What I think about when I am running

Last week I did not get out on a run at all. The long ride a couple of Sundays ago left me feeling quite depleted, and I felt like I was on the verge of getting sick for a couple of days. I rested and took care of myself as best I could, and that meant not thinking about stretching my energy. It also meant that for the first time, I did not run around the route for Roaming Zen ahead of time to get it firmly in my mind and body. Since it was a very local outing to me, I wasn’t especially worried, and did go early on Saturday morning, as part of taking care of an errand, to see how a couple of the staircases and alleys joined together, just to be on the safe side.

Last weekend saw a mini-heatwave; it was almost as warm as the previous Roaming Zen, but there was less shade on offer on the way round. We had a smaller group, and the first two places we stopped didn’t offer quite the amount of refuge I had hoped, with a lot of people out, and sirens, planes and helicopters in evidence, but I think everyone settled when we sat in the last hideaway, Al’s Park on Corbett.

My ride last Sunday was relatively gentle, so on Monday it seemed safe to go out for a run in the afternoon. I also had an eye on next week, when I will be at Tassajara for a few days, and thought I should remind my legs what they might find in store for them if I do get the chance to go running while I am there. In the end, I retraced my steps a little from Saturday, over to Kite Hill, up the curiously named Iron Alley (half of which is a steep flight of wooden steps), but then, instead of heading across to Tank Hill, I took a left and made for the familiar ascent of Twin Peaks.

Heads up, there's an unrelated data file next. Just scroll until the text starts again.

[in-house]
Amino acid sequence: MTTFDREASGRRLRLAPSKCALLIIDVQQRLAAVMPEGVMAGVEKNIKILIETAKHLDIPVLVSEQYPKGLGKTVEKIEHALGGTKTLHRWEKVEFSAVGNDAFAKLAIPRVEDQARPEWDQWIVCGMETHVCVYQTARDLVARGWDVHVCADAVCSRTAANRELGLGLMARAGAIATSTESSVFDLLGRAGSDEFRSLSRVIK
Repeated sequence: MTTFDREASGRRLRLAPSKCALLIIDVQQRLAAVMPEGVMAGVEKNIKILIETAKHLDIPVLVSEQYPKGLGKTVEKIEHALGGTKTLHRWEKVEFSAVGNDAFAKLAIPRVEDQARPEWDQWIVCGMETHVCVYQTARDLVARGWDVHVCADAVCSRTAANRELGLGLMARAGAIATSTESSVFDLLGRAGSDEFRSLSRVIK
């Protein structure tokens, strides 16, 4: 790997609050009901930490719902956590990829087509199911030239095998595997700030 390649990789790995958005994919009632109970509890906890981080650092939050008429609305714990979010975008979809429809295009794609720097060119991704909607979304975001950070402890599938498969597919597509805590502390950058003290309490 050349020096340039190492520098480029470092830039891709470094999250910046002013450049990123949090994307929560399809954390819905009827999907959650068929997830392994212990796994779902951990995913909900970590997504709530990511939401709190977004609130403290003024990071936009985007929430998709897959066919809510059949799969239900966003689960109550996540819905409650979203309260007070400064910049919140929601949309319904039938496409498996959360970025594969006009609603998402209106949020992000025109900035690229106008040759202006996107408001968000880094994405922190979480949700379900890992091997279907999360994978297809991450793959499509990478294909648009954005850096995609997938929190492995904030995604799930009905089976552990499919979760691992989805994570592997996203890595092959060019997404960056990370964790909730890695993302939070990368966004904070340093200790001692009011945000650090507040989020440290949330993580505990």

The weekend’s heat had dissipated; although the sun had burned through the morning clouds, once I got to the more exposed heights the wind was blowing quite cool, carrying the dampness of the fog with it. As so often, the high points overlooking the ocean were acting as the buffer to the marine layer, so the sky at the top was grey to the west, blue on the leeward side. The lower temperatures did not prevent me from working up a sweat on the way up the many staircases; the even ones taking me up between the stacked houses, to the uneven wooden spars laid across the open hillsides. It felt good to be out, stretching myself a little, but not too much, this time. Perhaps the real reward is that it feels so normal to be going out and doing a course like this.
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The last few yards to the top of one of the Twin Peaks, made harder by the uneven stairs

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The entrance to Kite Hill

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Kite Hill

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Jean sent me this picture of the group at the end of Roaming Zen last Saturday; it was our smallest group yet, but as I find with all the teachings I have been doing this year, the size of the group is not the most important thing.

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